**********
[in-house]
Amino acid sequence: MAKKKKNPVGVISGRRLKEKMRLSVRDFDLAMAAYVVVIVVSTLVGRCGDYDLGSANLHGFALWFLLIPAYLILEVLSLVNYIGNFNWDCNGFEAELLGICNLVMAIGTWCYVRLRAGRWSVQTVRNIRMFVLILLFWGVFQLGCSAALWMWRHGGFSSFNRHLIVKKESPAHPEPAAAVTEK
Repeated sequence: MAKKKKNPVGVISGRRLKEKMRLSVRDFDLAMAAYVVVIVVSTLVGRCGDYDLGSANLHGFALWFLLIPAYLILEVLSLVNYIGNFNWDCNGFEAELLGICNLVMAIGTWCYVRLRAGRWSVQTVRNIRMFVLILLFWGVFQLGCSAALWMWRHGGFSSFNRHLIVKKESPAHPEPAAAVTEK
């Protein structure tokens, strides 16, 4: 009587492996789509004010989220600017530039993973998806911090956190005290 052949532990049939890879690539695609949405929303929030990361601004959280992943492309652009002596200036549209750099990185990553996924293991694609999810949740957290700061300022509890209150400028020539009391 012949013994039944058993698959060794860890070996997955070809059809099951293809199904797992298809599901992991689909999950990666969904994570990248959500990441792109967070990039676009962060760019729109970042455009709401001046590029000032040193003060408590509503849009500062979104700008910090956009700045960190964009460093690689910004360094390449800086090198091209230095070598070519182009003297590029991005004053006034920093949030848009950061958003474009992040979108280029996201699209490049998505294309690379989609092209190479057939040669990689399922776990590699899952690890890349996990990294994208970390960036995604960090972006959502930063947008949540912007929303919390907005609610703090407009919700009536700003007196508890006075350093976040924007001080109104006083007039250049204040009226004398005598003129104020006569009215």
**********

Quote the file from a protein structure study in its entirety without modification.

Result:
[in-house]
Amino acid sequence: MAKKKKNPVGVISGRRLKEKMRLSVRDFDLAMAAYVVVIVVSTLVGRCGDYDLGSANLHGFALWFLLIPAYLILEVLSLVNYIGNFNWDCNGFEAELLGICNLVMAIGTWCYVRLRAGRWSVQTVRNIRMFVLILLFWGVFQLGCSAALWMWRHGGFSSFNRHLIVKKESPAHPEPAAAVTEK
Repeated sequence: MAKKKKNPVGVISGRRLKEKMRLSVRDFDLAMAAYVVVIVVSTLVGRCGDYDLGSANLHGFALWFLLIPAYLILEVLSLVNYIGNFNWDCNGFEAELLGICNLVMAIGTWCYVRLRAGRWSVQTVRNIRMFVLILLFWGVFQLGCSAALWMWRHGGFSSFNRHLIVKKESPAHPEPAAAVTEK
């Protein structure tokens, strides 16, 4: 009587492996789509004010989220600017530039993973998806911090956190005290 052949532990049939890879690539695609949405929303929030990361601004959280992943492309652009002596200036549209750099990185990553996924293991694609999810949740957290700061300022509890209150400028020539009391 012949013994039944058993698959060794860890070996997955070809059809099951293809199904797992298809599901992991689909999950990666969904994570990248959500990441792109967070990039676009962060760019729109970042455009709401001046590029000032040193003060408590509503849009500062979104700008910090956009700045960190964009460093690689910004360094390449800086090198091209230095070598070519182009003297590029991005004053006034920093949030848009950061958003474009992040979108280029996201699209490049998505294309690379989609092209190479057939040669990689399922776990590699899952690890890349996990990294994208970390960036995604960090972006959502930063947008949540912007929303919390907005609610703090407009919700009536700003007196508890006075350093976040924007001080109104006083007039250049204040009226004398005598003129104020006569009215």